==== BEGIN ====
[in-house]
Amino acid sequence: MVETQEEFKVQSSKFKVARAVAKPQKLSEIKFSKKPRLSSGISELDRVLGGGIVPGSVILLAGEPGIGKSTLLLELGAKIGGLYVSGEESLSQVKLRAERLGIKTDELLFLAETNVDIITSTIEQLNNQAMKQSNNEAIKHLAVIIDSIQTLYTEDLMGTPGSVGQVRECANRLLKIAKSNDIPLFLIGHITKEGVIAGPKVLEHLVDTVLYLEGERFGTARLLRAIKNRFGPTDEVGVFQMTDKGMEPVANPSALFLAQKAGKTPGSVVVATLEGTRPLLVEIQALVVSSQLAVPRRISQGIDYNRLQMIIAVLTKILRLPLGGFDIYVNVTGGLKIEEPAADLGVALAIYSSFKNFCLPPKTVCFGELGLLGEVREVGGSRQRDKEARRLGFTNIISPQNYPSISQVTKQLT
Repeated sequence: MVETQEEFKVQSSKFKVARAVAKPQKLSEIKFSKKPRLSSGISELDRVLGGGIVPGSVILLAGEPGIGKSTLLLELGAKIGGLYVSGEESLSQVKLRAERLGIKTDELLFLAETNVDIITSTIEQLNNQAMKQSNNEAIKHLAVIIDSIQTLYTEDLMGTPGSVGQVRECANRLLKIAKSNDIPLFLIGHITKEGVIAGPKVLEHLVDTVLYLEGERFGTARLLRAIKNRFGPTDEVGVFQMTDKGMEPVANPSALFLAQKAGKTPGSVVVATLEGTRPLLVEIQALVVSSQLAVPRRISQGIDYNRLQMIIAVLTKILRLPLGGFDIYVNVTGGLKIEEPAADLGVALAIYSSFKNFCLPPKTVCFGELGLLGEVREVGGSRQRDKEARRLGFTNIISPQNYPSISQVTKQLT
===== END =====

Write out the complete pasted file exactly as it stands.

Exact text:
[in-house]
Amino acid sequence: MVETQEEFKVQSSKFKVARAVAKPQKLSEIKFSKKPRLSSGISELDRVLGGGIVPGSVILLAGEPGIGKSTLLLELGAKIGGLYVSGEESLSQVKLRAERLGIKTDELLFLAETNVDIITSTIEQLNNQAMKQSNNEAIKHLAVIIDSIQTLYTEDLMGTPGSVGQVRECANRLLKIAKSNDIPLFLIGHITKEGVIAGPKVLEHLVDTVLYLEGERFGTARLLRAIKNRFGPTDEVGVFQMTDKGMEPVANPSALFLAQKAGKTPGSVVVATLEGTRPLLVEIQALVVSSQLAVPRRISQGIDYNRLQMIIAVLTKILRLPLGGFDIYVNVTGGLKIEEPAADLGVALAIYSSFKNFCLPPKTVCFGELGLLGEVREVGGSRQRDKEARRLGFTNIISPQNYPSISQVTKQLT
Repeated sequence: MVETQEEFKVQSSKFKVARAVAKPQKLSEIKFSKKPRLSSGISELDRVLGGGIVPGSVILLAGEPGIGKSTLLLELGAKIGGLYVSGEESLSQVKLRAERLGIKTDELLFLAETNVDIITSTIEQLNNQAMKQSNNEAIKHLAVIIDSIQTLYTEDLMGTPGSVGQVRECANRLLKIAKSNDIPLFLIGHITKEGVIAGPKVLEHLVDTVLYLEGERFGTARLLRAIKNRFGPTDEVGVFQMTDKGMEPVANPSALFLAQKAGKTPGSVVVATLEGTRPLLVEIQALVVSSQLAVPRRISQGIDYNRLQMIIAVLTKILRLPLGGFDIYVNVTGGLKIEEPAADLGVALAIYSSFKNFCLPPKTVCFGELGLLGEVREVGGSRQRDKEARRLGFTNIISPQNYPSISQVTKQLT